John B. Rogers and Gretchen Zeimer defended (Aug. 12) the “predominant aggressor” approach to tackling domestic violence. I believe the claim the rise in women being arrested for domestic violence is merely an indicator of women protecting themselves is false.

In reality, many studies, analyses and reviews demonstrate women initiate violence against their male partners approximately as often as the reverse occurs. In fact, a study published in the May edition of the Journal for Public Health from the National Center for Injury Prevention and Control found that, in cases of non-reciprocal violence between intimate partners, women are more often perpetrators by more than a two-to-one ratio.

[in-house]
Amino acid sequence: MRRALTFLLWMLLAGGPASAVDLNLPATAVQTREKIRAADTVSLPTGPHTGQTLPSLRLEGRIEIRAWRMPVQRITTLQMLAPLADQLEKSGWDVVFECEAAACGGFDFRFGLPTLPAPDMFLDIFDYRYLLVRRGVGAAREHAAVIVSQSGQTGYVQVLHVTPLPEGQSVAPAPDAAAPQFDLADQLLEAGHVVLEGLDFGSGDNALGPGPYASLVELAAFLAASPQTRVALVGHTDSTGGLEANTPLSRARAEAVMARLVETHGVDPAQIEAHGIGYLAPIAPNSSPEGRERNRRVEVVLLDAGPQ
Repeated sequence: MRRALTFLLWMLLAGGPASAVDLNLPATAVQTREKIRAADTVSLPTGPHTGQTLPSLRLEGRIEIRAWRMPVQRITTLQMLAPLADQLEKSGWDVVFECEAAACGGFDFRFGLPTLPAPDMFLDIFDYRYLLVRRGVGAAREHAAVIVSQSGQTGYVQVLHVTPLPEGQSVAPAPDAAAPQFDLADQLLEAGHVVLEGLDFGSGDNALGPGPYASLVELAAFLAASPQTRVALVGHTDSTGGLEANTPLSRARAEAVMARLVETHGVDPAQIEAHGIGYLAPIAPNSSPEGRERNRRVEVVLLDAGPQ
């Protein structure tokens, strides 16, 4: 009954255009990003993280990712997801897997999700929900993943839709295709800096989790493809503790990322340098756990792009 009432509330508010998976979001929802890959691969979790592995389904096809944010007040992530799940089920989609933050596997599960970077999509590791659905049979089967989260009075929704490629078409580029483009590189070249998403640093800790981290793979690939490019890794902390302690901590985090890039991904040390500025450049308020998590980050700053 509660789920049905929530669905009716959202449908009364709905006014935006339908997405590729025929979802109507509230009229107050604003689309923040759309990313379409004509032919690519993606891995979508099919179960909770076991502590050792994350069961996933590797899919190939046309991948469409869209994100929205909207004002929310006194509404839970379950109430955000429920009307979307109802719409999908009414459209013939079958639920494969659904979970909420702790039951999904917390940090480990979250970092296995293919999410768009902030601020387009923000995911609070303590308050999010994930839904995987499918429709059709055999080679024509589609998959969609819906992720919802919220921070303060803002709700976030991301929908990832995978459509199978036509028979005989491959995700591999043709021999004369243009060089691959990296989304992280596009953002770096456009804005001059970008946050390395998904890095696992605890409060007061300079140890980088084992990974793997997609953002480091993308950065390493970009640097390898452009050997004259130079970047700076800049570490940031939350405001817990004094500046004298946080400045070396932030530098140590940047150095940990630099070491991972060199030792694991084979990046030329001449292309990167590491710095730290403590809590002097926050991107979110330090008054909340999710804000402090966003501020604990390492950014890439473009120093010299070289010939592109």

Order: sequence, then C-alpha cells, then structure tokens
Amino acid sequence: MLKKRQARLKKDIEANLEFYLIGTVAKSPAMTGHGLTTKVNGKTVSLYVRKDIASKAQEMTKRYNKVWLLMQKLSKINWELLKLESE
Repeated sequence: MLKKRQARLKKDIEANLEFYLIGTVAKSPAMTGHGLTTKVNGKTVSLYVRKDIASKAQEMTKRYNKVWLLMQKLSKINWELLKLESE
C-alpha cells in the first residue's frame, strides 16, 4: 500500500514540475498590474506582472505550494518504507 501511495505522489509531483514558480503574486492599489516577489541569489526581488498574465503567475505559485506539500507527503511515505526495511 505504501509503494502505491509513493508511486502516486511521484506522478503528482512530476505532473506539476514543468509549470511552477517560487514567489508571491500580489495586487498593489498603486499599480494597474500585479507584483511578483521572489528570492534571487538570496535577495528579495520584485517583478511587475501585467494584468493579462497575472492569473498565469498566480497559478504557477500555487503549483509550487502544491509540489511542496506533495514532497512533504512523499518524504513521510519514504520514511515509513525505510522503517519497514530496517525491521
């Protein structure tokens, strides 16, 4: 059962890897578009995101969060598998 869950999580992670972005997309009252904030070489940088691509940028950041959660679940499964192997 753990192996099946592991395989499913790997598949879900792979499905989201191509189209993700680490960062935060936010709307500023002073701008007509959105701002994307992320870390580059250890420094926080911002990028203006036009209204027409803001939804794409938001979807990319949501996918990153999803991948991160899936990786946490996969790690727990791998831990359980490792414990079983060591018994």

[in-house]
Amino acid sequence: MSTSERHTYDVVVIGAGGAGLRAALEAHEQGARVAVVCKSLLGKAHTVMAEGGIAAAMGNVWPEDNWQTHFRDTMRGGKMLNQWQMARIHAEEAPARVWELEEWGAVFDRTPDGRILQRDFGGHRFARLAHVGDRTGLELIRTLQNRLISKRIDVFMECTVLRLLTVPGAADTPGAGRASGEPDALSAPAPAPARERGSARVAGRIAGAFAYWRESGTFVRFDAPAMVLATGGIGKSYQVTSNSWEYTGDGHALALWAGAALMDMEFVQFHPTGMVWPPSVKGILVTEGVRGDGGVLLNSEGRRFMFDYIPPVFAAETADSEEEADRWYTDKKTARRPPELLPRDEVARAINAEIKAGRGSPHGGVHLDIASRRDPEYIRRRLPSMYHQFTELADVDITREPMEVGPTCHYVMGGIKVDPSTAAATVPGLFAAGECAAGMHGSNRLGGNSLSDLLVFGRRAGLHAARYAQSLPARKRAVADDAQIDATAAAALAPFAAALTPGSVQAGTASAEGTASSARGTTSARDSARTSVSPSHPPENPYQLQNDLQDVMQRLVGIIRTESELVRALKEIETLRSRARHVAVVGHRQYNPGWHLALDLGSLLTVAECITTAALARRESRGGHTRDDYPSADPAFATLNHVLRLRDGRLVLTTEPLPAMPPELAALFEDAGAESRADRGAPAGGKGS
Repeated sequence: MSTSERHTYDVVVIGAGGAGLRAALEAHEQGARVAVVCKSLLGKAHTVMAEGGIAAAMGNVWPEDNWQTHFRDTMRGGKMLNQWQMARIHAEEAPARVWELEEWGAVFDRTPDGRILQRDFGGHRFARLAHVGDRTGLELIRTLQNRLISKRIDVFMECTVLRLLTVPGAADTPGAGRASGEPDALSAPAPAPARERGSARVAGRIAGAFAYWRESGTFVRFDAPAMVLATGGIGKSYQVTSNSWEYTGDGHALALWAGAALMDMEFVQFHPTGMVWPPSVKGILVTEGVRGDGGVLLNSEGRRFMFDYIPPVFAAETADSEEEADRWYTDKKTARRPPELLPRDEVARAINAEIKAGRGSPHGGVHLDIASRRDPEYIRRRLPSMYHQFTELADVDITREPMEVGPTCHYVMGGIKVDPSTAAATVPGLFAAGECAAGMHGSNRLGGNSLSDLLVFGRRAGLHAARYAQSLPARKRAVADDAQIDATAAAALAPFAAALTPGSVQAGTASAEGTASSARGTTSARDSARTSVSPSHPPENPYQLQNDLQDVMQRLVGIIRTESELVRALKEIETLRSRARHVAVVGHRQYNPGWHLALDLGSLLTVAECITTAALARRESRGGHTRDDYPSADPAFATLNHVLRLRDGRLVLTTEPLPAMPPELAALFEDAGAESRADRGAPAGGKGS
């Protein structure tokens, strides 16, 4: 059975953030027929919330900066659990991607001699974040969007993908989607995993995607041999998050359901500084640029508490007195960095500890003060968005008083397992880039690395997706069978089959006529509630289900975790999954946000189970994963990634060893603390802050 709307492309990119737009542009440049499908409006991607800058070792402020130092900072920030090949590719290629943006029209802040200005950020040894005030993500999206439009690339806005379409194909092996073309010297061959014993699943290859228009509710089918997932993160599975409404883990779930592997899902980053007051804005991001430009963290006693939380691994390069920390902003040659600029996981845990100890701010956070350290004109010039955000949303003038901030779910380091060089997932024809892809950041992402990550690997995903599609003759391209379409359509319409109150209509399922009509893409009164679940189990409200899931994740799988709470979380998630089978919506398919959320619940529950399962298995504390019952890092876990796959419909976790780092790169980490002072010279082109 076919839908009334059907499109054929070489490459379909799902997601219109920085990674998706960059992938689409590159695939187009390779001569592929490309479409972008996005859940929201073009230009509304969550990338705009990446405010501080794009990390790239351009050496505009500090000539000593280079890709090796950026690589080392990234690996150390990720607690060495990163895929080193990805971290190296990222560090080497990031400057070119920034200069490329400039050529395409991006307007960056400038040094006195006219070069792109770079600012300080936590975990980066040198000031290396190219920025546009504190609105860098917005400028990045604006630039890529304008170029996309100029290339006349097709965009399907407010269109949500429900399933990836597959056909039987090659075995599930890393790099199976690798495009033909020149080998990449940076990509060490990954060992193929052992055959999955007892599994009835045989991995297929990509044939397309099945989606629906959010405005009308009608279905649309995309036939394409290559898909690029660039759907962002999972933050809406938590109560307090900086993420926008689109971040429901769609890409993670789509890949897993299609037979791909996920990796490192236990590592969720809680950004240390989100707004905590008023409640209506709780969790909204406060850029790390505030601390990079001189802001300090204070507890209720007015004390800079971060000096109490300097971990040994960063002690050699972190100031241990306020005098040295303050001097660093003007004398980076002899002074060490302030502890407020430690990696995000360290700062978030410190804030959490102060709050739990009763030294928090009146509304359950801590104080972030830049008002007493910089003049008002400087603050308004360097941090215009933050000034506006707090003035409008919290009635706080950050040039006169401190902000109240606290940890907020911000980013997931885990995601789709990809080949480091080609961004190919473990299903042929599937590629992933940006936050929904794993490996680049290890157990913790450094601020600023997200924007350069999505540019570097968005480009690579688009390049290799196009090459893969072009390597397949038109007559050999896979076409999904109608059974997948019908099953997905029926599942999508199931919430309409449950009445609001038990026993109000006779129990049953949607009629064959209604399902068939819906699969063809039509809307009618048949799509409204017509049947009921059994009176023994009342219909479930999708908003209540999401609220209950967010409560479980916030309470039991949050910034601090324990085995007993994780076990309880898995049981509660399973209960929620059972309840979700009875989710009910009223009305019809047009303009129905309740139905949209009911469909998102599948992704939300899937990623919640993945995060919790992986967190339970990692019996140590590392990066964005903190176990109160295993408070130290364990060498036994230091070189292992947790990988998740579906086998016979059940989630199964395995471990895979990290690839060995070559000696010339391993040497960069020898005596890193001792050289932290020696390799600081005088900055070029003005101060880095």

As someone who works with male victims of abuse, I can say this is the type of unfair treatment they have faced for years: they would be assaulted by wives, girlfriends, or other women, and then they would be incarcerated, as too many police departments had policies of arresting men in any domestic violence situation, no matter who had struck whom or who wore the bruises.

Now that violent women are finally being held accountable for their actions, laws like LD 1309, the subject of Rogers and Zeimer’s column, want to turn back the clock by allowing police to take into account “who is more afraid” – a judgment that allows “chivalrous” police to side with violent women, rather than the men they’re abusing.

Brian Gillin, Broomall, Penn.

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